SLR - April 2021 - Bradley Jimerson
Day-of-Surgery Video Call and Phone Calls Increase Patient Satisfaction and Outpatient Surgery Experience
Reference: Kingery MT, Hoberman A, Baron SL, Gonzalez-Lomas G, Jazrawi LM, Alaia MJ, Strauss EJ. Day-of-Surgery Video Calls and Phone Calls Increase Patient Satisfaction with Outpatient Surgery Experience: A Randomized Controlled Trial of Postoperative Communication Modalities. J Bone Joint Surg Am. 2021 Feb 3;103(3):243-250.
Level of Evidence: Level I
Reviewed By: Bradley Jimerson, DPM
Residency Program: Christus St. Patrick Hospital – Lake Charles, LA
Podiatric Relevance: Patient satisfaction has become increasingly more important as a clinical metric affecting incentives and reimbursement. Surveys such as the Hospital Consumer Assessment of Healthcare Providers, along with many others, have been implemented to incorporate patient satisfaction into physician incentives. As a podiatric physician it is important to understand what contributes to patient satisfaction both in a clinical and surgical setting. The use of electronic communication tools has emerged in recent years and became more prevalent during the COVID-19 pandemic. Research that helps identify effective ways to utilize these tools to improve patient satisfaction can be very useful. This study evaluated the effect of same-day surgical follow-up phone calls and video calls on patient reported satisfaction during the postoperative follow-up period.
Methods: This was a randomized controlled trial conducted over six months involving 251 patients undergoing outpatient orthopaedic surgery. Three surgeons were randomized into three communication modalities for one month. The three modalities included no patient contact, a phone call, or video call postoperively on the day of surgery. At the end of each month, the three surgeons were again randomized into one of the three categories until they each had completed two months of each postoperative communication type. Patients then completed two questionnaires at their one week postoperative follow up visit. The first questionnaire, and the primary outcome measure of this study, was the Consumer Assessment of Healthcare Providers and Systems Surgical Care survey (S-CAHPS). Patients also completed a second 9-question survey that was created specifically for this study to evaluate patient satisfaction.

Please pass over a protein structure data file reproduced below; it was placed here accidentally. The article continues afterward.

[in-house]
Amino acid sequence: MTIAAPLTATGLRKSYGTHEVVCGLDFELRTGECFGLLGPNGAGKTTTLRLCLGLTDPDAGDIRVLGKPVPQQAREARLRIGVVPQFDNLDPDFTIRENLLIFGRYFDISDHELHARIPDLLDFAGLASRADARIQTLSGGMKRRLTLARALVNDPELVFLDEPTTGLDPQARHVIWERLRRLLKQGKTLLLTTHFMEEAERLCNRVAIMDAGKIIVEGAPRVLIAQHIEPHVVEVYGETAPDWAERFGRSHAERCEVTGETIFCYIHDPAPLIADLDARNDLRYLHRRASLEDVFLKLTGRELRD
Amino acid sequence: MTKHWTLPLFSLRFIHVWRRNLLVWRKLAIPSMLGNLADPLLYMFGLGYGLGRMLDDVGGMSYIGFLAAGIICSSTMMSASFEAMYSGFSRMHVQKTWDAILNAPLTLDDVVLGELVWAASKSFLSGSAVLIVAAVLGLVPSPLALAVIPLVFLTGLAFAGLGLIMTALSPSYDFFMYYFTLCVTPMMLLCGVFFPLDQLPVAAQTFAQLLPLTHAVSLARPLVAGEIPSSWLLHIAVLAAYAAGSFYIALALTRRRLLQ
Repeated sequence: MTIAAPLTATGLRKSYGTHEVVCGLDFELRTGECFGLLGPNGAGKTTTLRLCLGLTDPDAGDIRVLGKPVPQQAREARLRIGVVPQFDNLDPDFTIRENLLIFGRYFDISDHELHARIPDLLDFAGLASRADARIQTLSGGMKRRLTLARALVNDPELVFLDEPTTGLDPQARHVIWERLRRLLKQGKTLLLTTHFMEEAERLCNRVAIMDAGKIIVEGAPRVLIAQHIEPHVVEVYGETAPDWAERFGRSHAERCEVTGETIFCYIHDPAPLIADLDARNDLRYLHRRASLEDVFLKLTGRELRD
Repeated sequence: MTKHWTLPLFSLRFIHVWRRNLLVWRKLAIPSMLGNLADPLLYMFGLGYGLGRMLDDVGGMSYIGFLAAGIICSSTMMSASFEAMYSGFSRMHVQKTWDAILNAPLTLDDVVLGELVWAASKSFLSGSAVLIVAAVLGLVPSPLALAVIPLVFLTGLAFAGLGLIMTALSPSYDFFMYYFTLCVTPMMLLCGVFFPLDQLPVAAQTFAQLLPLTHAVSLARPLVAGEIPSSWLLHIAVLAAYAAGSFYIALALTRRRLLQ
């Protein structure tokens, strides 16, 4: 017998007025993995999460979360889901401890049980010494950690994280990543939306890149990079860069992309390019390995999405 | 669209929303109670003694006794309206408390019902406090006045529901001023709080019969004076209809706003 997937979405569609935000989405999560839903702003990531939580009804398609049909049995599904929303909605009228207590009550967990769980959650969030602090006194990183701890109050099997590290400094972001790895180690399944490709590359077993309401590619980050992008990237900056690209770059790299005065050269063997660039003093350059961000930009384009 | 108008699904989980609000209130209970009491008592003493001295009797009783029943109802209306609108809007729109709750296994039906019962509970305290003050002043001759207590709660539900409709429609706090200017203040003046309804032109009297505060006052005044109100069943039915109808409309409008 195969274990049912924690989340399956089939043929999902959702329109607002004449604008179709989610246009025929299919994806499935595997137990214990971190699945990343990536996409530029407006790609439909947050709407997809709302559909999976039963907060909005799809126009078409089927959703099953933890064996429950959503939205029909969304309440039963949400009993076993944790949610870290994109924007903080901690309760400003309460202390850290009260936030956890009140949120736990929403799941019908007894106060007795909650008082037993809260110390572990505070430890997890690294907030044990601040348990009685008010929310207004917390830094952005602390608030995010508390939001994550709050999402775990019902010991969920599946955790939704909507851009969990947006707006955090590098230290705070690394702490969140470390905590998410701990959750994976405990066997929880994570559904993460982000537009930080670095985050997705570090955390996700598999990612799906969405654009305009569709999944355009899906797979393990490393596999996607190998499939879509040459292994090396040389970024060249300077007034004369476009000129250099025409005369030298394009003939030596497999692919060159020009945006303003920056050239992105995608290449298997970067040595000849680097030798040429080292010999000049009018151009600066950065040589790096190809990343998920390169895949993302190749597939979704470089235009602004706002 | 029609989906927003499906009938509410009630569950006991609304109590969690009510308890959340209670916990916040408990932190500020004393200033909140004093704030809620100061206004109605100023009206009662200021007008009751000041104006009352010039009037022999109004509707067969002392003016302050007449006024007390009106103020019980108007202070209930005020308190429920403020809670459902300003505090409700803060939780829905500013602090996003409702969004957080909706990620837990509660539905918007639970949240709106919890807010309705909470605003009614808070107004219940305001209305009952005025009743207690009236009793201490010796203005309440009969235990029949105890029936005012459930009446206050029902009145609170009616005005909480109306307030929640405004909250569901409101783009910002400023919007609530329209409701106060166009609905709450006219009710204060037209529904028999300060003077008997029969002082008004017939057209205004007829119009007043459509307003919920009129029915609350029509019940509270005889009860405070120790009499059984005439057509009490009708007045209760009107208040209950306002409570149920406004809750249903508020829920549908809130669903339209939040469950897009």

Results: The S-CAHPS top-box response rate was statistically greater between the video call (0.86 ± 0.14, p < 0.001) and phone call group (0.84 ± 0.17, p < 0.001) compared to the no-contact group (0.68 ± 0.26). There was no statistically significant difference between the video call and phone call patients. Phone calls had a 16.1 percent increase in top-box response compared to the no-contact group. Video calls had a 17.8 percentincrease in top-box responses compared to the no contact group. When simply asked to rate overall satisfaction, the video call group had statistically greater top-box responses compared to the phone call group and the no-contact group. Finally, more individuals in the video call group (95.8 percent) reported they would recommend their surgeon to a family or friend compared to the phone call (84.6 percent) and no-contact (64.3 percent) groups.
Conclusions: The authors concluded that postoperative follow-up with patients on the day of surgery showed significantly better patient satisfaction than did no-contact and resulted in more “top-box” responses on the S-CAHPS survey. Patient satisfaction is increasingly becoming a contributing factor in physician reimbursement. In addition, as higher insurance premiums force patients to be more selective about their healthcare providers, understanding what leads to higher patient satisfaction will be important for all physicians to understand. As podiatric surgeons, reaching out to our patients on the day of surgery to address questions or concerns is a small task that can lead to higher patient satisfaction.